Why is this? There are a few answers, and they come from the bigger picture, that image being the NCAA Tournament. Think about it in terms of teams like Missouri, Stanford, Alabama, Maryland, LSU, Seton Hall and Georgia Tech. You see those names, you don't get revved up, right? Truth is, they're proud programs with a lot of really good history (you'd be surprised how good Alabama was for how long in basketball/the SEC), only they've been middling for most of the past decade. Those programs haven't made most NCAA Tournaments, and even when they've reached one, they haven't done much when they got there.
In a larger ambit, the same applies to the A-10. Last year was nice, but from 2005-2012 the conference never had more than three NCAA Tournament victories in a given year. (Last season there were seven.) When you can't win into the second weekend, it affects perception. And nothing alters impressions and recognition like a Final Four run. Just ask VCU, which made its biggest push while a member of the CAA. It's the very reason the Rams are even in the Atlantic 10 at all.
The league's biggest issue can be found in its lack of viable contenders for the sport's ultimate weekend. Forget having a national title contender: just offering up one team in the league that can get people to believe the Final Four is a realistic hope, well that goes a long way. The conference hasn't had a team seen as Final Four-worthy since Saint Joe's went 27-1 and earned a No. 1 seed in 2004.
Even then, you'll remember, many speculated against the Hawks.
In fact, most have probably forgotten about the George Washington team in 2006, one of only six teams in the past 15 years from the Atlantic 10, Big East, SEC, Big Ten, Big 12, Pac-12 and ACC to go undefeated in-conference. Why do you forget? Because G.W. was knocked out in the second round by Duke.
Phil Martelli, 59, who's been at Saint Joseph's nearly two decades and is the longest tenured coach in the league, wants to see a dominant team return. Even at the detriment of everyone else. He said that shows when the A-10 is terrific, like when Temple under John Chaney and UMass under John Calipari were thumping most everyone.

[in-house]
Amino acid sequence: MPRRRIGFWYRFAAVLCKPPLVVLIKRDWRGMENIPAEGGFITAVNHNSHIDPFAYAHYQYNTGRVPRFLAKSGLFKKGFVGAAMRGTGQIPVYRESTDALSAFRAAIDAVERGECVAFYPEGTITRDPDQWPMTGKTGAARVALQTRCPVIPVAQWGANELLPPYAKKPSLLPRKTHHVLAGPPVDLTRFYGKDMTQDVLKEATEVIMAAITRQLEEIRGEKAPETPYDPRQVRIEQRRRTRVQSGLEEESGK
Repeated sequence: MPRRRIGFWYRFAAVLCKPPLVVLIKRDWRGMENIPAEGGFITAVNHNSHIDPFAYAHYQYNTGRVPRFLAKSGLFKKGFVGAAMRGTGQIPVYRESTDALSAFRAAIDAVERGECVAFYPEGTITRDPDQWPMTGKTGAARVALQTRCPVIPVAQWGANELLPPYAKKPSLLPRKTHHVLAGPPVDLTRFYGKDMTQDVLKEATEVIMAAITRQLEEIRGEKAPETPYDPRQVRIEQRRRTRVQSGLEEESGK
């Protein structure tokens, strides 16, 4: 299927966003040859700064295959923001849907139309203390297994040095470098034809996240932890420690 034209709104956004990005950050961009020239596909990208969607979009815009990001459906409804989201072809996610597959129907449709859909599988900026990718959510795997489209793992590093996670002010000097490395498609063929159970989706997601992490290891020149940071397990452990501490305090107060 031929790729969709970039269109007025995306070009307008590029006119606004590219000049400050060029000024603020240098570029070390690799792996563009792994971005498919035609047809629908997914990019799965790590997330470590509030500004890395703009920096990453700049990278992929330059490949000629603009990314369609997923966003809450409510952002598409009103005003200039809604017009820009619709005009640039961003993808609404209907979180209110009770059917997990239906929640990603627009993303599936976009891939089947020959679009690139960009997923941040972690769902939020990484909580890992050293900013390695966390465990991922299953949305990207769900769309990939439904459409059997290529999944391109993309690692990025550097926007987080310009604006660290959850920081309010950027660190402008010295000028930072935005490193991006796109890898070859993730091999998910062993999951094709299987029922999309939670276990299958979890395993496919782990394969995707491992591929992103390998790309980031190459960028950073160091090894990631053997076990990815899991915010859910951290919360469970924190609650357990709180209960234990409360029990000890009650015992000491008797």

“Yes, this league's glory moments are when we have a lead dog run away from everybody,” he said. “And when you run away from everybody in this league, then you are a top 10 team in the country. I do think in a way you're getting, ‘If you can't win a national championship, how good could you be?'”
UMass coach Derek Kellogg knows what it was like. After the aforementioned win over VCU, he spoke how great it felt for it to "feel like it did in the '90s" inside the Mullins Center. Kellogg learned on Calipari at UMass during the heyday for Minutemen hoops.
“The A-10 has always stood the test of time for one reason or another and we've withstood even stronger this time around,” Kellogg said, referring to the latest bout of defections. The A-10 has lost eight programs to other leagues over the past two decades, beginning with Penn State in the early '90s and Butler, Charlotte, Xavier and Temple packing up last summer.
This season the conference has wins over Virginia, Creighton, Providence, Gonzaga, New Mexico, Nebraska, BYU and California, all teams either in the tournament or damn close. Yet the microcosm for the A-10's lack of deference can be found in the league's best team, its two-time champion,Saint Louis. The Billikens -- who share with VCU the distinction of being top-five defense in the country -- have a negative connotation due to the fact they are the strongest team Wichita State beat all year. SLU, which earned a No. 4 seed last season and could very well equal that feat five days from now, are at best a boring team that wins without star power and at worst an indictment on a team from outside conference borders that just made history by going 34-0.